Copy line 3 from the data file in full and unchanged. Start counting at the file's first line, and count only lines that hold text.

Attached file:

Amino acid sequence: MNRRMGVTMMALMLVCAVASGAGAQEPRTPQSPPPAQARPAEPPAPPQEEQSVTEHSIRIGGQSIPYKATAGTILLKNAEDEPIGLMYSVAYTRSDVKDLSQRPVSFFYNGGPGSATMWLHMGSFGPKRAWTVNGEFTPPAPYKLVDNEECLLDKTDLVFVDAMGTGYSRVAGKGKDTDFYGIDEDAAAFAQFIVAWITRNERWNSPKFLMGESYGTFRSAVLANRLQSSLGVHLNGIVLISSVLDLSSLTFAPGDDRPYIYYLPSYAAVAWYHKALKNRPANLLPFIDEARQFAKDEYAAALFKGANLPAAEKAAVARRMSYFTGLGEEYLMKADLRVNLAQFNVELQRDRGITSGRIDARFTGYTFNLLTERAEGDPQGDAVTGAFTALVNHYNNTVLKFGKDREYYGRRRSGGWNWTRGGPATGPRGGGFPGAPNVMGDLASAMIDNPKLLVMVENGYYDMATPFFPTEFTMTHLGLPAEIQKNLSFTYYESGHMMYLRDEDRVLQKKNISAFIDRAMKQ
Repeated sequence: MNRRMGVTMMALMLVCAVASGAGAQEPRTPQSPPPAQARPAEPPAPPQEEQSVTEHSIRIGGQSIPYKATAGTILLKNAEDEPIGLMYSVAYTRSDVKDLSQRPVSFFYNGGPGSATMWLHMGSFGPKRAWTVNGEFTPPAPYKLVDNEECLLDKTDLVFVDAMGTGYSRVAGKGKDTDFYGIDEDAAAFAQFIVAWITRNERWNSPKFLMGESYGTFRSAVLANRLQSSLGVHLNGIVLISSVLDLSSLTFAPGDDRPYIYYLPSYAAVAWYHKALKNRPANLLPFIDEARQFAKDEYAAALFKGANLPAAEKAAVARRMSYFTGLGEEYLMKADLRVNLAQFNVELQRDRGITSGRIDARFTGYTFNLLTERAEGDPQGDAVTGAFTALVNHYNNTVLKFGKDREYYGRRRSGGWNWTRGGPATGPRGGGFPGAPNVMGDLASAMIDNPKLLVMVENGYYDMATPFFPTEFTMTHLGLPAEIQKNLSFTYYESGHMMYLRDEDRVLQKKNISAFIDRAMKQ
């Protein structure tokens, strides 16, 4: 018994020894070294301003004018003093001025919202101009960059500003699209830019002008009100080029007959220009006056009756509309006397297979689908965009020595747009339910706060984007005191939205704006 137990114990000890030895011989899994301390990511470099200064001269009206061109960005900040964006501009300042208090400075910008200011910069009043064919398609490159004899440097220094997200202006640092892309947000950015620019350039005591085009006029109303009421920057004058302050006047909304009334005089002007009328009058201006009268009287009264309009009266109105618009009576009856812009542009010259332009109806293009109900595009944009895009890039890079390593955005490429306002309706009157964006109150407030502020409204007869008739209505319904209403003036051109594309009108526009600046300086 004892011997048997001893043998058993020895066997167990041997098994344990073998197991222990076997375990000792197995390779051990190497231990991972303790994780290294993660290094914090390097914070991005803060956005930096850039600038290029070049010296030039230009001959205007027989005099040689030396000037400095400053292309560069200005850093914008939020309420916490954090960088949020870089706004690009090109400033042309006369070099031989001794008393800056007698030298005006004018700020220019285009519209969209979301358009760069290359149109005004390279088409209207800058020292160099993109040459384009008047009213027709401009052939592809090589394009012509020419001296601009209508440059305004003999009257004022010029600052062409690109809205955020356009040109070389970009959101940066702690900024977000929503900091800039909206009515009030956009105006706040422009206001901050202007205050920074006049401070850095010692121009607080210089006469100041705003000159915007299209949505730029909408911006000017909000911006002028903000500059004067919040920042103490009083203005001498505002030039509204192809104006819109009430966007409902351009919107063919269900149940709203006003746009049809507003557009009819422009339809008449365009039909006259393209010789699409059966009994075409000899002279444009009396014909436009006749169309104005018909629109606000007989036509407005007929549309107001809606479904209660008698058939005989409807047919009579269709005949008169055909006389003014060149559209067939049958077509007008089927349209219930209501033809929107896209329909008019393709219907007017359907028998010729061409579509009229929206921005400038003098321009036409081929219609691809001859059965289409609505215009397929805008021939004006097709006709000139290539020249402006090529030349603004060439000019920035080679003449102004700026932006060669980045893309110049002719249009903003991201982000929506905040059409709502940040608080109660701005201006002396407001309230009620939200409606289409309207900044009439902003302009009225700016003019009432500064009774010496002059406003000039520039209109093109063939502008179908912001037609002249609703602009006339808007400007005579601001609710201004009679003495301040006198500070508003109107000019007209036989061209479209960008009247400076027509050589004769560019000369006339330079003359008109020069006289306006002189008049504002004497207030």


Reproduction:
């Protein structure tokens, strides 16, 4: 018994020894070294301003004018003093001025919202101009960059500003699209830019002008009100080029007959220009006056009756509309006397297979689908965009020595747009339910706060984007005191939205704006 137990114990000890030895011989899994301390990511470099200064001269009206061109960005900040964006501009300042208090400075910008200011910069009043064919398609490159004899440097220094997200202006640092892309947000950015620019350039005591085009006029109303009421920057004058302050006047909304009334005089002007009328009058201006009268009287009264309009009266109105618009009576009856812009542009010259332009109806293009109900595009944009895009890039890079390593955005490429306002309706009157964006109150407030502020409204007869008739209505319904209403003036051109594309009108526009600046300086 004892011997048997001893043998058993020895066997167990041997098994344990073998197991222990076997375990000792197995390779051990190497231990991972303790994780290294993660290094914090390097914070991005803060956005930096850039600038290029070049010296030039230009001959205007027989005099040689030396000037400095400053292309560069200005850093914008939020309420916490954090960088949020870089706004690009090109400033042309006369070099031989001794008393800056007698030298005006004018700020220019285009519209969209979301358009760069290359149109005004390279088409209207800058020292160099993109040459384009008047009213027709401009052939592809090589394009012509020419001296601009209508440059305004003999009257004022010029600052062409690109809205955020356009040109070389970009959101940066702690900024977000929503900091800039909206009515009030956009105006706040422009206001901050202007205050920074006049401070850095010692121009607080210089006469100041705003000159915007299209949505730029909408911006000017909000911006002028903000500059004067919040920042103490009083203005001498505002030039509204192809104006819109009430966007409902351009919107063919269900149940709203006003746009049809507003557009009819422009339809008449365009039909006259393209010789699409059966009994075409000899002279444009009396014909436009006749169309104005018909629109606000007989036509407005007929549309107001809606479904209660008698058939005989409807047919009579269709005949008169055909006389003014060149559209067939049958077509007008089927349209219930209501033809929107896209329909008019393709219907007017359907028998010729061409579509009229929206921005400038003098321009036409081929219609691809001859059965289409609505215009397929805008021939004006097709006709000139290539020249402006090529030349603004060439000019920035080679003449102004700026932006060669980045893309110049002719249009903003991201982000929506905040059409709502940040608080109660701005201006002396407001309230009620939200409606289409309207900044009439902003302009009225700016003019009432500064009774010496002059406003000039520039209109093109063939502008179908912001037609002249609703602009006339808007400007005579601001609710201004009679003495301040006198500070508003109107000019007209036989061209479209960008009247400076027509050589004769560019000369006339330079003359008109020069006289306006002189008049504002004497207030």